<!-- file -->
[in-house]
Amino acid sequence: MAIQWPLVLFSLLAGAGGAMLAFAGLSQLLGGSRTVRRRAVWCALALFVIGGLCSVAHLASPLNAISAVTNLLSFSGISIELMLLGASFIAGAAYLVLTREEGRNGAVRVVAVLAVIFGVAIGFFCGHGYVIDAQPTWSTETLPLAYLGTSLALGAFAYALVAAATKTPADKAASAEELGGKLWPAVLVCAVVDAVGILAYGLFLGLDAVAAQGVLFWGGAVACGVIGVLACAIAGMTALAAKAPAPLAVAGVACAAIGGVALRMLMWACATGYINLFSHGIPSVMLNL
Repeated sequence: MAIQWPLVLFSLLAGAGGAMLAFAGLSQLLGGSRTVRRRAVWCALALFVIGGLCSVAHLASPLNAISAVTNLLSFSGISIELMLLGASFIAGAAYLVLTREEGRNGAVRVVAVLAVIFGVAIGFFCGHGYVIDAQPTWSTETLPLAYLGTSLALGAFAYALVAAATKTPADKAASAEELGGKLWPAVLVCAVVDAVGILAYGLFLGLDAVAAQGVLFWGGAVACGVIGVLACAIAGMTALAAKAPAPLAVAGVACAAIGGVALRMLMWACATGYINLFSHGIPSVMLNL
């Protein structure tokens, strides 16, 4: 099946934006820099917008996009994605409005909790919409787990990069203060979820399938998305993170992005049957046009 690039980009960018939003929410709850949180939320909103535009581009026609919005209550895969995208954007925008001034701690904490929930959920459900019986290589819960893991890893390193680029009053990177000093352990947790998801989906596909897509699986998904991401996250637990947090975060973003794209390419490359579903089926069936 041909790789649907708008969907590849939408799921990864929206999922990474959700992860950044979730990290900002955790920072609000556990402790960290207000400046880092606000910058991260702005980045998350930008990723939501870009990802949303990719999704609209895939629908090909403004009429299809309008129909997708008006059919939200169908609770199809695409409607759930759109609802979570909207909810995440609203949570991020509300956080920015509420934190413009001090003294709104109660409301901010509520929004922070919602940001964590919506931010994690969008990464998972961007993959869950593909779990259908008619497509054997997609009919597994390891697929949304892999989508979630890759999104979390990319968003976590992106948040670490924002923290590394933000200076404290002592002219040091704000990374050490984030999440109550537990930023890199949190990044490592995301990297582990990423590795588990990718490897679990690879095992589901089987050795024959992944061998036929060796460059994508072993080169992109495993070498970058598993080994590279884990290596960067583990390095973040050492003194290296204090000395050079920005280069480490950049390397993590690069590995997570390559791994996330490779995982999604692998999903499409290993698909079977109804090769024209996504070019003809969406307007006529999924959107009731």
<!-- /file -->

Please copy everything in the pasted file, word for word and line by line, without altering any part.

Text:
[in-house]
Amino acid sequence: MAIQWPLVLFSLLAGAGGAMLAFAGLSQLLGGSRTVRRRAVWCALALFVIGGLCSVAHLASPLNAISAVTNLLSFSGISIELMLLGASFIAGAAYLVLTREEGRNGAVRVVAVLAVIFGVAIGFFCGHGYVIDAQPTWSTETLPLAYLGTSLALGAFAYALVAAATKTPADKAASAEELGGKLWPAVLVCAVVDAVGILAYGLFLGLDAVAAQGVLFWGGAVACGVIGVLACAIAGMTALAAKAPAPLAVAGVACAAIGGVALRMLMWACATGYINLFSHGIPSVMLNL
Repeated sequence: MAIQWPLVLFSLLAGAGGAMLAFAGLSQLLGGSRTVRRRAVWCALALFVIGGLCSVAHLASPLNAISAVTNLLSFSGISIELMLLGASFIAGAAYLVLTREEGRNGAVRVVAVLAVIFGVAIGFFCGHGYVIDAQPTWSTETLPLAYLGTSLALGAFAYALVAAATKTPADKAASAEELGGKLWPAVLVCAVVDAVGILAYGLFLGLDAVAAQGVLFWGGAVACGVIGVLACAIAGMTALAAKAPAPLAVAGVACAAIGGVALRMLMWACATGYINLFSHGIPSVMLNL
């Protein structure tokens, strides 16, 4: 099946934006820099917008996009994605409005909790919409787990990069203060979820399938998305993170992005049957046009 690039980009960018939003929410709850949180939320909103535009581009026609919005209550895969995208954007925008001034701690904490929930959920459900019986290589819960893991890893390193680029009053990177000093352990947790998801989906596909897509699986998904991401996250637990947090975060973003794209390419490359579903089926069936 041909790789649907708008969907590849939408799921990864929206999922990474959700992860950044979730990290900002955790920072609000556990402790960290207000400046880092606000910058991260702005980045998350930008990723939501870009990802949303990719999704609209895939629908090909403004009429299809309008129909997708008006059919939200169908609770199809695409409607759930759109609802979570909207909810995440609203949570991020509300956080920015509420934190413009001090003294709104109660409301901010509520929004922070919602940001964590919506931010994690969008990464998972961007993959869950593909779990259908008619497509054997997609009919597994390891697929949304892999989508979630890759999104979390990319968003976590992106948040670490924002923290590394933000200076404290002592002219040091704000990374050490984030999440109550537990930023890199949190990044490592995301990297582990990423590795588990990718490897679990690879095992589901089987050795024959992944061998036929060796460059994508072993080169992109495993070498970058598993080994590279884990290596960067583990390095973040050492003194290296204090000395050079920005280069480490950049390397993590690069590995997570390559791994996330490779995982999604692998999903499409290993698909079977109804090769024209996504070019003809969406307007006529999924959107009731």